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This treatise examines the teaching methods of Lewis Hugh Cooper, Professor Emeritus of Bassoon at the University of Michigan. The first chapter is a biographical sketch detailing his boyhood in Pontiac, Michigan, during the depression era, and follows his growth and development from his days as student at the University of Michigan, through his activities during WWII, and his years as a member of the University of Michigan Faculty. The second chapter examines his pedagogical methods concerning the basic fundamentals of bassoon performance. It details the scientific nature of his approach and his means of quantifying the concepts of breathing technique, articulation, intonation, digital technique, and tone. The third chapter deals with his reed making techniques and his methods of selecting and preparing the gouged cane prior to the finishing process. This chapter also deals with his application of acoustics in reed design and examines the bocal/reed interface and its effect on reed dimensions and structure. Chapter four examines the printed study materials Cooper utilized and his philosophical criteria for selecting them. It also examines his feelings on the orchestral career path and specific skills required. The chapter concludes by detailing his general philosophy of life and his view of the role of the teacher in society.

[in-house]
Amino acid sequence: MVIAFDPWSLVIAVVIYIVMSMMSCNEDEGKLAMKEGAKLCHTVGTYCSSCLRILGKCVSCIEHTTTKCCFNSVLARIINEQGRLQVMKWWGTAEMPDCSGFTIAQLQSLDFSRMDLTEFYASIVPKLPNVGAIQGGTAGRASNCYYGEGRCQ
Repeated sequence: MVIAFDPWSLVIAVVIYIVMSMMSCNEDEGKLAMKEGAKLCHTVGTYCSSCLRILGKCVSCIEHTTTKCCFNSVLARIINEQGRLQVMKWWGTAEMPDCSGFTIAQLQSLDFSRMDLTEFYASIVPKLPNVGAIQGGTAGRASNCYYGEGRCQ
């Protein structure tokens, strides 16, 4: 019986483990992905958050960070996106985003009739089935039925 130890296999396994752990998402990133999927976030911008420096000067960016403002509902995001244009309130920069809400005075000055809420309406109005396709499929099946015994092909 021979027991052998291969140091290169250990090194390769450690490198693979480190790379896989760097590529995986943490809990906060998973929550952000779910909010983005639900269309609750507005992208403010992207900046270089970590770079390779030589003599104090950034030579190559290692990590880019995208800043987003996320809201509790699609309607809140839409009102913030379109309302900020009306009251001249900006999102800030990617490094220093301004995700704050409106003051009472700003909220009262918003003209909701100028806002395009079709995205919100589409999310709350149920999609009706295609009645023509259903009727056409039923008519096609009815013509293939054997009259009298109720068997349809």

A Treatise Submitted to the School of Music in Partial Fulfillment of the Requirements for the Degree of Doctor of Music.
Includes bibliographical references.
Jeff Keesecker, Professor Directing Treatise; Eric Olson, Outside Committee Member; Patrick Meighan, Committee Member; Seth Beckman, Committee Member.
Florida State University
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